How coral reefs might survive climate change

Warming waters are killing some of the world’s most spectacular coral, but scientists are scrambling to protect vulnerable areas and develop hardier species.

Opal Reef, part of Australia’s Great Barrier Reef, was damaged when ocean temperatures spiked in 2016 and 2017. “The once colorful coral was a gray ruin and all but dead—a skeletal statue created by climate change,” says David Doubilet. To document how climate change affects reefs, he and Jennifer Hayes returned to some of the most stunning corals they’d previously photographed.

The divers shrieked into their regulators, arms and legs flailing in delight. It was August 2020. Thirteen feet down on a reef in the Florida Keys, marine biologist Hanna Koch and her colleagues from the Mote Marine Laboratory & Aquarium had been hovering, waiting. Just before midnight, in a silent explosion from coral all along the reef, tiny pinkish orange bundles of sperm and eggs began to rise, speckling the sea with a pointillist eruption of life.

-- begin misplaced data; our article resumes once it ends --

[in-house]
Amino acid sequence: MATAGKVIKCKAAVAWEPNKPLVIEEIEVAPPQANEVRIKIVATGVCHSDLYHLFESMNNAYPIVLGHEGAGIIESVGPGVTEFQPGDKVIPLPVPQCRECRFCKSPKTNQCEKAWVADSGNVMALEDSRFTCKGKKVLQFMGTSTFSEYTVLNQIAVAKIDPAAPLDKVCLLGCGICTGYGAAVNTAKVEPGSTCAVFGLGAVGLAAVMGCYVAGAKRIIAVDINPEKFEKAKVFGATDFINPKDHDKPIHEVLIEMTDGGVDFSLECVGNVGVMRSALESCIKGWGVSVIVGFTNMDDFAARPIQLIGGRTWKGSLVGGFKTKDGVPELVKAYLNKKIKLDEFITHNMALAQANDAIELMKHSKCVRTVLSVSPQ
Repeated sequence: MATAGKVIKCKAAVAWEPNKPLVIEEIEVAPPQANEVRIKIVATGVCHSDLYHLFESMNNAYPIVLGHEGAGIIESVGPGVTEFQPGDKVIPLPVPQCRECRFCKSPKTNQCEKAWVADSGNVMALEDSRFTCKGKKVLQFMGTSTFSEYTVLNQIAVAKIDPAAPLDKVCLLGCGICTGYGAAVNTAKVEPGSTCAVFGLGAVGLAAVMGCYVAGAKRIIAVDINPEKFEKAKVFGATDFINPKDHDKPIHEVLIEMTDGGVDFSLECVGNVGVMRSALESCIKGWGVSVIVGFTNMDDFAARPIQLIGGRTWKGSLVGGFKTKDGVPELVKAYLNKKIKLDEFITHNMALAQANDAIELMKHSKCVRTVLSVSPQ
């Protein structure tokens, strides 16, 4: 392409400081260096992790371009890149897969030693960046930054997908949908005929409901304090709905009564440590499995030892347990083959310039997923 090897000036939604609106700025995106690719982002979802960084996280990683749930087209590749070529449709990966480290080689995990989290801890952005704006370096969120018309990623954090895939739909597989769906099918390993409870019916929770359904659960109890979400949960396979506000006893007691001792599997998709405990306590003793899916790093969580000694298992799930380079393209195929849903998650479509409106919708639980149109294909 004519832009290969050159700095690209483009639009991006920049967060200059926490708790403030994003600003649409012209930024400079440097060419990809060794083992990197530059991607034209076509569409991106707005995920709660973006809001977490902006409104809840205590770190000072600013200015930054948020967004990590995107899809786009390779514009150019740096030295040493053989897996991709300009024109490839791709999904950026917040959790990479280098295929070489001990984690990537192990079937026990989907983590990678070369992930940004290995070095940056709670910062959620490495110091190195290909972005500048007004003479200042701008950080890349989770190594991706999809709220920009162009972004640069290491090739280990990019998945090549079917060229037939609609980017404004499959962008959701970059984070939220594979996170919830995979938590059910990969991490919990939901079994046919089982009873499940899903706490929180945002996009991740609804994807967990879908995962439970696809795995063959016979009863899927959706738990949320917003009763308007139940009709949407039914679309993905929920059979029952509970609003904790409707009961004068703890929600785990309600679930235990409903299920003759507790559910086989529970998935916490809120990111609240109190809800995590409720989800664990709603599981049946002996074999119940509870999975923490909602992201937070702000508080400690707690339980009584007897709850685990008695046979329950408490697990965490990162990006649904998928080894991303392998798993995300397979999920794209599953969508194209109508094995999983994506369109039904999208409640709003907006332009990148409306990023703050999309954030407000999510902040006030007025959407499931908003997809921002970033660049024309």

The team’s happy dance set off electric blue sparkles from the bioluminescent organisms in the sea around them. “It looked like we’d created our own fireworks,” Koch says. “It was beautiful.”

This sudden flurry is how many reef-building corals typically reproduce—usually once a year on a summer night a few days after a full moon. Cued by the lunar cycle, water temperature, and day length, coral species across Florida’s reefs simultaneously release trillions of sperm and millions of eggs; it’s a frenzy that boosts genetic diversity and ensures some small percentage of eggs will be fertilized, settle onto the reef as larvae, and seed the next generation.

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